Measuring Community Risks:
The Value of Assessing Fire-Suppression Capabilities
An interview with Mike Waters
In this interview, Mike Waters, vice president, ISO Risk Decision Services, discusses the significance of the PPC™ program’s underlying data and the implications for insurance underwriting.
How does the PPC program contribute to insurer underwriting capabilities?
PPC classifications — as delivered in ISO’s LOCATION® solution suite — can serve as a key competitive advantage for insurers. PPC represents the effectiveness of fire protection in a community. Incorporating a wealth of integrated data not available elsewhere, PPC helps insurers in their efforts to assess property policies for potential loss. When insurers use PPC, the classification reflects key detailed variables — sources of water and their viability, automatic-aid agreements, department personnel details, dispatch operations, information on fire district boundaries, and distances to responding fire stations — to achieve more precise underwriting and rating analysis.
What is the benefit of PPC classifications for homeowners and businesses?
The link between effective public fire-mitigation capabilities and lower insured property loss is unquestioned. ISO’s PPC program is based on a partnership between insurers and local governments to help communities plan, budget, and justify investments that improve municipal fire protection. Virtually all U.S. insurers of home and business property use ISO’s PPC program to assess property policies. That’s because statistical data on insurance losses demonstrates the relationship between better fire protection — as measured by the PPC program — and lower fire losses. ISO statistics show that, per $1,000 of insured property, communities with the worst PPC ratings have fire losses two or more times as high as communities with the best PPC ratings.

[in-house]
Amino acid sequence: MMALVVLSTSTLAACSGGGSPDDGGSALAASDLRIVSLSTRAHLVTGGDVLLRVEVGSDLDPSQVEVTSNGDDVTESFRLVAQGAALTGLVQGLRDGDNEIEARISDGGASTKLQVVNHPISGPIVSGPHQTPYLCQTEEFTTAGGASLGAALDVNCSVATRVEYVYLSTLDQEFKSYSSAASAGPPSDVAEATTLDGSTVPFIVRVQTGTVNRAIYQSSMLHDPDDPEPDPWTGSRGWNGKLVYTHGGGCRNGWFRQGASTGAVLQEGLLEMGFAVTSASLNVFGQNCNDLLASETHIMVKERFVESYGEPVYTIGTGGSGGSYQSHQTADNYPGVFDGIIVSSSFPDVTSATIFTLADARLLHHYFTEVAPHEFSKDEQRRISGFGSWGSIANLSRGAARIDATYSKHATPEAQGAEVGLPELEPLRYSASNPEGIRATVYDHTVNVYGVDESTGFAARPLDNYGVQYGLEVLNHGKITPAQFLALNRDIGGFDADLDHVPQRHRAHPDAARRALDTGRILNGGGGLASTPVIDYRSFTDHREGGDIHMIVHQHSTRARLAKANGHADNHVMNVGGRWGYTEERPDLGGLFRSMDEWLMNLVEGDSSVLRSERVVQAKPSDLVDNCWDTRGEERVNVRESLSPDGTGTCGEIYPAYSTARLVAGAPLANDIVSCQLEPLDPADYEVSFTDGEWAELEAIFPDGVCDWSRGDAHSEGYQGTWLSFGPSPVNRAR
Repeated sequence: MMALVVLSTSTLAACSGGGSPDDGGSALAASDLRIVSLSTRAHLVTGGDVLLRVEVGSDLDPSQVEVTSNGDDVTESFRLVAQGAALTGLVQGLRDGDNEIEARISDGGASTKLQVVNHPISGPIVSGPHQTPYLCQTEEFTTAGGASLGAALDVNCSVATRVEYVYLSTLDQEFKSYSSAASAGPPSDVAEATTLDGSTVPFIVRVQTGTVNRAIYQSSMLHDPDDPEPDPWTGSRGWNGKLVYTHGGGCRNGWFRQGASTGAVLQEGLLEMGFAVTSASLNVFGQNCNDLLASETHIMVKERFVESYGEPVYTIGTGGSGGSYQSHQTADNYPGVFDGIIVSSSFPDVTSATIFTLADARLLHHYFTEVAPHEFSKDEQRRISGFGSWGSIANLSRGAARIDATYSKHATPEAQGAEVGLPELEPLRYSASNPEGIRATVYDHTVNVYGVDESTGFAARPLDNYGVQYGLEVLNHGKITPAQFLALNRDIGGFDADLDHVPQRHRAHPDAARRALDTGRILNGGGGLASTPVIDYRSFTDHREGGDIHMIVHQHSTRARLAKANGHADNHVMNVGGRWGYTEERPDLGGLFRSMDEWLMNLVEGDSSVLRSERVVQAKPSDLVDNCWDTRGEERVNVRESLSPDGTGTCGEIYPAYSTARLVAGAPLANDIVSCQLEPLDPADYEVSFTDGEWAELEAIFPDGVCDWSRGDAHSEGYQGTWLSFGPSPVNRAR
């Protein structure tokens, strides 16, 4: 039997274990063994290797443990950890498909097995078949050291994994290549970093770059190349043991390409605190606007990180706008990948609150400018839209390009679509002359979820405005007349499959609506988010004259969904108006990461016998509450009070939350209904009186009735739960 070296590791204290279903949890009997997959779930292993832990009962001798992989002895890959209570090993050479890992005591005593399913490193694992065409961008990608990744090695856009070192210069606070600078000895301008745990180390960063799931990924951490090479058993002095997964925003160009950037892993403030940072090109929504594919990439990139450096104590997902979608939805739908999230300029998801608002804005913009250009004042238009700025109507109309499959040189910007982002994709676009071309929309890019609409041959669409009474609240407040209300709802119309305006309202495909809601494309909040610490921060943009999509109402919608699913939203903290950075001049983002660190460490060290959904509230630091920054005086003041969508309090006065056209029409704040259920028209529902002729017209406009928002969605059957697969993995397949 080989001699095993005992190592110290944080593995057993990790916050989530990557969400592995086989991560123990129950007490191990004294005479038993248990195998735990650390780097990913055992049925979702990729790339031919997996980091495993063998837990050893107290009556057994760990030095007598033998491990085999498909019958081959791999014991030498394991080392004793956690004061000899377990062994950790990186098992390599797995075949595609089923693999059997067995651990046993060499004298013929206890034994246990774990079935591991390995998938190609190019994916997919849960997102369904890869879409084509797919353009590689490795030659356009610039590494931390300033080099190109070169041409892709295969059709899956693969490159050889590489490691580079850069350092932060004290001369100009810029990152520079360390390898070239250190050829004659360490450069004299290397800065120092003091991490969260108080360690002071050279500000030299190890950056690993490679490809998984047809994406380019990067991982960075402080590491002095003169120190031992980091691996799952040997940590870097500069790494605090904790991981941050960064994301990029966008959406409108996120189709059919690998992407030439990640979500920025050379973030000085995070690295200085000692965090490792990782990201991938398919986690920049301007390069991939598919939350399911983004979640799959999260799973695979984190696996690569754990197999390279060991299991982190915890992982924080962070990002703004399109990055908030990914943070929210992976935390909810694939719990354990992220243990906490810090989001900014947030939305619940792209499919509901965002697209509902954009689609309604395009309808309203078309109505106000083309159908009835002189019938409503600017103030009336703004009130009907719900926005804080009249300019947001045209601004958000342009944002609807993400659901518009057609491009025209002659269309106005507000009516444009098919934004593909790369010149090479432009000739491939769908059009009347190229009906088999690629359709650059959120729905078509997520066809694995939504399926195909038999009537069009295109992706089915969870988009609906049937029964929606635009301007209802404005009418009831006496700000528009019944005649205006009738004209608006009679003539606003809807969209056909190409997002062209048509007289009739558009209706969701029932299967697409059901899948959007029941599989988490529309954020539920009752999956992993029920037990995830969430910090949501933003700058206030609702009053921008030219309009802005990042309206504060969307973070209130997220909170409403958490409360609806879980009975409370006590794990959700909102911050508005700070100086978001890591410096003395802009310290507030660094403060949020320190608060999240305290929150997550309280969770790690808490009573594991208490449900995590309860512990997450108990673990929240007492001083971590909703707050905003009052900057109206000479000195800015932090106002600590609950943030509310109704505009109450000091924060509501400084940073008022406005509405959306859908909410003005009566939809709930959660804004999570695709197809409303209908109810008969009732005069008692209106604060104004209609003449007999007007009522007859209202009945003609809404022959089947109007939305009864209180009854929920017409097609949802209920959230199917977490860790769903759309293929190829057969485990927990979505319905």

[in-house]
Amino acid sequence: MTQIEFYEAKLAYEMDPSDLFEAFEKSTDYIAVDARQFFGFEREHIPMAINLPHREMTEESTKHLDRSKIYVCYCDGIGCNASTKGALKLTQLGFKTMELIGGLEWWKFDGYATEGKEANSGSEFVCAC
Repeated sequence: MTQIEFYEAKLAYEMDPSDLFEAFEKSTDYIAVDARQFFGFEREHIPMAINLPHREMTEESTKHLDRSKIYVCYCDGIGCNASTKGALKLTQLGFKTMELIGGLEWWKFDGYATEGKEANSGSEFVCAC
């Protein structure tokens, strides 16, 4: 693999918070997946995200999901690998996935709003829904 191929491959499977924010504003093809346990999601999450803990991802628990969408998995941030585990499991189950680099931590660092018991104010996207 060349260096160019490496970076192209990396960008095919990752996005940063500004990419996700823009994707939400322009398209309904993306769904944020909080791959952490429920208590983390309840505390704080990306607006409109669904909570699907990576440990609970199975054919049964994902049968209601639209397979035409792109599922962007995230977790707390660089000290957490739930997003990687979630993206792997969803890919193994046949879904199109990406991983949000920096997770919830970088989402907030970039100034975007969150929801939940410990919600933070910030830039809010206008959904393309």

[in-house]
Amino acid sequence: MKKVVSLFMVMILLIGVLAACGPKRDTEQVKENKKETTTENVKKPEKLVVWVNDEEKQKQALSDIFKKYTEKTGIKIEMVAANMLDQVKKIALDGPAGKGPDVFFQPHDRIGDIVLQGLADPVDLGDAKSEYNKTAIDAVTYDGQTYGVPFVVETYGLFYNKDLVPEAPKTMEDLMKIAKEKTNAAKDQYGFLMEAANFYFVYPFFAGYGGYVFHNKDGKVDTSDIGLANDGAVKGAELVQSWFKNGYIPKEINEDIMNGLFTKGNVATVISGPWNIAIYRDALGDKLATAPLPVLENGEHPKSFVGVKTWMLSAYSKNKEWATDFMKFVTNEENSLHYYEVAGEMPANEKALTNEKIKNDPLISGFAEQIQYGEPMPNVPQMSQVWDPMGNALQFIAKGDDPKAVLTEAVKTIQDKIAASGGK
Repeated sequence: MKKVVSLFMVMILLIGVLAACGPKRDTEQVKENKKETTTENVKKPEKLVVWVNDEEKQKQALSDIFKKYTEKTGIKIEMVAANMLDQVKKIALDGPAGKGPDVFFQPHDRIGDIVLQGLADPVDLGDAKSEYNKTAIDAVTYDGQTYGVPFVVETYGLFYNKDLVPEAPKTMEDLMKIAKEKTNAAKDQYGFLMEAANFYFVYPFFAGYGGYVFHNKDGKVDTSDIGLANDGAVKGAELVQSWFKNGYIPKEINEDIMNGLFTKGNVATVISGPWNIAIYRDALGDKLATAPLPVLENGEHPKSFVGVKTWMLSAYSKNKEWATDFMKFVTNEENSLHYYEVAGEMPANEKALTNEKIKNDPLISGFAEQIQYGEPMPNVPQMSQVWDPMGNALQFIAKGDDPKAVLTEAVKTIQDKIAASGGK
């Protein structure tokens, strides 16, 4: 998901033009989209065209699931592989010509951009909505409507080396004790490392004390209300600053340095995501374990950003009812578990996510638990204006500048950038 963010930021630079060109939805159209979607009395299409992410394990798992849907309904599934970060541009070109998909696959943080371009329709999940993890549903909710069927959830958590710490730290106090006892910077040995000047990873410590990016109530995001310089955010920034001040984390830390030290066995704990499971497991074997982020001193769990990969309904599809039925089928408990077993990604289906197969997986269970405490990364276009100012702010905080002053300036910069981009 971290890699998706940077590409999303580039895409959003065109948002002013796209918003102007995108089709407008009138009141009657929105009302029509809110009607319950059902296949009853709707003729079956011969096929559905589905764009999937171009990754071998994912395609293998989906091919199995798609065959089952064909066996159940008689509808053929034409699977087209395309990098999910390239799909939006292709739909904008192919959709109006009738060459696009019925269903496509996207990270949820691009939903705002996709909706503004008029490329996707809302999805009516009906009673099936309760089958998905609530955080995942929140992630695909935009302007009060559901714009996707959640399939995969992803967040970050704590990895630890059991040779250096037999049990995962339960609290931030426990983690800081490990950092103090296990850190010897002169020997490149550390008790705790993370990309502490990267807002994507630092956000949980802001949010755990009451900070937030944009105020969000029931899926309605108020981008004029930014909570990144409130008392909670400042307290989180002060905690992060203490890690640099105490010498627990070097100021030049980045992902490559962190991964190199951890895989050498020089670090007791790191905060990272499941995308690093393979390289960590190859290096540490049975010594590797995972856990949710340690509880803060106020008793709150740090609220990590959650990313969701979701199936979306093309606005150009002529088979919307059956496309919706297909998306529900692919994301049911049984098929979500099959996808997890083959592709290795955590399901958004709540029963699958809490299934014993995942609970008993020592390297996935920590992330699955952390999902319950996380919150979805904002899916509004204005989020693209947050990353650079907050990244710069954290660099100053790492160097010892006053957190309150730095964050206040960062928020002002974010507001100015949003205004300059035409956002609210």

Why is good PPC data important for underwriting precision?
Using proprietary data, the PPC database is built from the ground up. But without high-quality underlying data, any application based on geographic information systems (GIS) tends to be much less effective. For PPC, ISO deploys two road bases — Tele Atlas and NAVTEQ — to develop and maintain data, adding more street-level information to ensure the most complete location-based coverage.
ISO’s Fire Suppression Rating Schedule (FSRS) is used to measure the firefighting capabilities of communities. ISO derives PPC gradings from the FSRS. The FSRS measures fire-alarm and emergency communication systems, the fire department, and water supply. Criteria include receiving and dispatching alarms, fire company personnel training, maintenance and testing of equipment, condition of hydrants, and adequacy of water supply. In turn, the depth and scope of the FSRS analysis is an informative and valuable tool for insurers in their underwriting workflow.
ISO GIS Analysis of Fire Response Areas
The map depicts a typical distribution study ISO conducts when evaluating a community’s fire defense systems.
How is PPC information kept up to date?